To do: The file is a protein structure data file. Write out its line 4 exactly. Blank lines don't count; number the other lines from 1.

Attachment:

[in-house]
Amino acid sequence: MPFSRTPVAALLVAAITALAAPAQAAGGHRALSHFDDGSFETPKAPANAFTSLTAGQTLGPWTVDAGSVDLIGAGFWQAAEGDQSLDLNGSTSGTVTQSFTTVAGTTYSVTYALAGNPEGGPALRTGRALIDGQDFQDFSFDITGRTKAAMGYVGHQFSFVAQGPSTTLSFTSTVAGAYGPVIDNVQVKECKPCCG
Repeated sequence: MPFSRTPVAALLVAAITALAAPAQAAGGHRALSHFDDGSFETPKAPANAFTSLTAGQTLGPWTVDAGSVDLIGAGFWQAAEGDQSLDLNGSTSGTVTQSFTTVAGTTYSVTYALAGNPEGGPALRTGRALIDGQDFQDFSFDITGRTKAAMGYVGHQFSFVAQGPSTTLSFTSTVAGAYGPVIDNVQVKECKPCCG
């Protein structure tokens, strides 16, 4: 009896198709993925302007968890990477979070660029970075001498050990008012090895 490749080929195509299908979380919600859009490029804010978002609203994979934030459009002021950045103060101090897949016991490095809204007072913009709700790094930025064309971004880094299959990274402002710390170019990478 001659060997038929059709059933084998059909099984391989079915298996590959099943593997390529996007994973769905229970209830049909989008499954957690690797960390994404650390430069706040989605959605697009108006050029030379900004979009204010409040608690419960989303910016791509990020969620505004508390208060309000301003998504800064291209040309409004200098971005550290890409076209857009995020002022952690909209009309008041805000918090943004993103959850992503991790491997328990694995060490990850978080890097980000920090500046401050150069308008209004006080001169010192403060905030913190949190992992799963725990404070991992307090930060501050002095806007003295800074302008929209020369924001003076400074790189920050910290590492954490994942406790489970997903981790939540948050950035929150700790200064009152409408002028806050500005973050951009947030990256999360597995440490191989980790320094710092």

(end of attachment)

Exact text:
């Protein structure tokens, strides 16, 4: 009896198709993925302007968890990477979070660029970075001498050990008012090895 490749080929195509299908979380919600859009490029804010978002609203994979934030459009002021950045103060101090897949016991490095809204007072913009709700790094930025064309971004880094299959990274402002710390170019990478 001659060997038929059709059933084998059909099984391989079915298996590959099943593997390529996007994973769905229970209830049909989008499954957690690797960390994404650390430069706040989605959605697009108006050029030379900004979009204010409040608690419960989303910016791509990020969620505004508390208060309000301003998504800064291209040309409004200098971005550290890409076209857009995020002022952690909209009309008041805000918090943004993103959850992503991790491997328990694995060490990850978080890097980000920090500046401050150069308008209004006080001169010192403060905030913190949190992992799963725990404070991992307090930060501050002095806007003295800074302008929209020369924001003076400074790189920050910290590492954490994942406790489970997903981790939540948050950035929150700790200064009152409408002028806050500005973050951009947030990256999360597995440490191989980790320094710092």